This week’s challenge is: story. When I look at this photo of my boys, all I see is a story that is just beginning.
Hot summers are simply made for light novels that transport the reader to different and, preferably, cooler climes. Jenny Colgan, the New York Times bestselling author of The Bookshop on the Corner, provides just the ticket in The Café by the Sea. Flora MacKenzie must return to her childhood home on the fictitious cold, stormy isle of Mure off of Scotland. Her London law firm wants to win an American tech billionaire as a client, and he does not want the view from his Mure home obstructed by a proposed wind farm. So, Flora is sent to discover the islanders’ thoughts on the billionaire and win them to his side. Unbeknownst to her firm, however, Flora fled her childhood home years earlier when her mother died, burning her bridges with her family and community as she left. Furthermore, she also has a terrible crush on her detached, self-absorbed boss, Joel. Can Flora mend her fences with her family, impress the client, and finally catch the attention of her boss? Although a little predictable, the characters and setting of Café will charm readers and provide an entertaining diversion during this hot season.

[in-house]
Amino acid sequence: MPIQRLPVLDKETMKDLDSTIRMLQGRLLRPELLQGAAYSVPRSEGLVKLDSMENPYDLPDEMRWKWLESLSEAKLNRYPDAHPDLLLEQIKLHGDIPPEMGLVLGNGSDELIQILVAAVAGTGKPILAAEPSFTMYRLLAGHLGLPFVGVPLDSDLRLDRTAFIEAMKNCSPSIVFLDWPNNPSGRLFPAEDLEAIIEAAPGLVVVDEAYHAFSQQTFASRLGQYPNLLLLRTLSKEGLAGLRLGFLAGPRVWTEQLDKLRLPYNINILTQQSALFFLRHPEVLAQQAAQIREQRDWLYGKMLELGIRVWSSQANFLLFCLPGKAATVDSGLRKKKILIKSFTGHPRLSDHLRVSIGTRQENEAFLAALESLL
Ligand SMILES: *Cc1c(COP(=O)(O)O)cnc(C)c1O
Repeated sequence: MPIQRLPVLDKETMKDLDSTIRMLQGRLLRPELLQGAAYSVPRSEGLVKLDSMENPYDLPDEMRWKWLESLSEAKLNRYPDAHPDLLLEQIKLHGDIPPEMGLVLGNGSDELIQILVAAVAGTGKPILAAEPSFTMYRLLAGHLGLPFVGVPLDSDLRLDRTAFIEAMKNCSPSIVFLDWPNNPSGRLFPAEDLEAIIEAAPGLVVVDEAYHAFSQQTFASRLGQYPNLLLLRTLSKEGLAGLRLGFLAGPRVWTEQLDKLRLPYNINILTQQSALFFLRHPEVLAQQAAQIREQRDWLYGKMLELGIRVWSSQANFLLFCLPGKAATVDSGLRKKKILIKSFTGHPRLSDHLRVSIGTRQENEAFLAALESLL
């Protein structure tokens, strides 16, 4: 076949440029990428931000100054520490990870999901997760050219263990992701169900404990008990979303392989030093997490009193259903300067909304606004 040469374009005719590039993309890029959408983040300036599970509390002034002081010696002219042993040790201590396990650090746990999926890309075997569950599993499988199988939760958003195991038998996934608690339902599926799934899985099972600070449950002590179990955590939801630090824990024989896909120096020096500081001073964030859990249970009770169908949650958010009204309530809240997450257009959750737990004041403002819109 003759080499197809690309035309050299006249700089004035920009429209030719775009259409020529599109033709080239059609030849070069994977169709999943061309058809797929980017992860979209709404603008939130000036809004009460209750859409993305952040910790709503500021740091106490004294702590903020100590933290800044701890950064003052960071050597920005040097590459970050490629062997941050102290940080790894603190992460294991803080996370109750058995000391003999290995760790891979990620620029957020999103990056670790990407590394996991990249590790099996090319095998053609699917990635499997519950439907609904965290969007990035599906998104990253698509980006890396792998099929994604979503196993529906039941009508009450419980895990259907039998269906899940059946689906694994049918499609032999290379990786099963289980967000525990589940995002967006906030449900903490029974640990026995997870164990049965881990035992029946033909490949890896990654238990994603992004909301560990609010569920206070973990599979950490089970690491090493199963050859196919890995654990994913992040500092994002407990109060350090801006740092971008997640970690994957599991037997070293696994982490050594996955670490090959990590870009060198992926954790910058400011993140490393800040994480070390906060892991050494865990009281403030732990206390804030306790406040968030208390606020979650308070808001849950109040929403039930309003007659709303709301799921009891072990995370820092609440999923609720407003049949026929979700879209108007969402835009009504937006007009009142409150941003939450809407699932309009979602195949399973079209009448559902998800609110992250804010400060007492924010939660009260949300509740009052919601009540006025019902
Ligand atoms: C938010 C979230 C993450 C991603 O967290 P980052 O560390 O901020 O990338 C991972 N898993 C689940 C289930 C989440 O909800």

(Originally reviewed for a free copy of book for Manhattan Book Review.)
“Rather, they point to what St. John of the Cross indicated as the most vital question at the end of our life: ‘Have you loved well? Was everything that was done, done for love’s sake?'”
This week’s challenge is: Out of the World. The idea is to “an invitation to explore the world around us as if it were new and mysterious.”
“Nobody sees a flower – really – it is so small it takes time – we haven’t time – and to see takes time, like to have a friend takes time.”
— Georgia O’Keeffe
I have absolutely no progress to report this week. My youngest son ran a high fever for five days until a second trip to the doctor and an x-ray revealed the cause: pneumonia. The good news is that he responded quickly to antibiotics and began improving within two days.
I thought about racing into my office today and tossing together my last bracelet, hurriedly coloring another project, or attempting to get a few rows of knitting done, but I didn’t. I spent this week just exactly how I wanted: reading aloud to my son by the hour (The Mad Scientists’ Club, Stuart Little, The Swiss Family Robinson), making a dozen trips each day up and down the stairs for ice water, and checking his temperature through the nights. When the antibiotics began to work, I caught up on some much needed sleep.
The point of my project is to enjoy what I have. To race today to meet some imaginary deadline defeats the purpose. If I were feeling particularly philosophical, I’d say the urge to do so is simply my perfectionism rearing its ugly head in a new and different way.
And so, I report honestly that my project didn’t move forward this week, but it will next week. Until then. . . .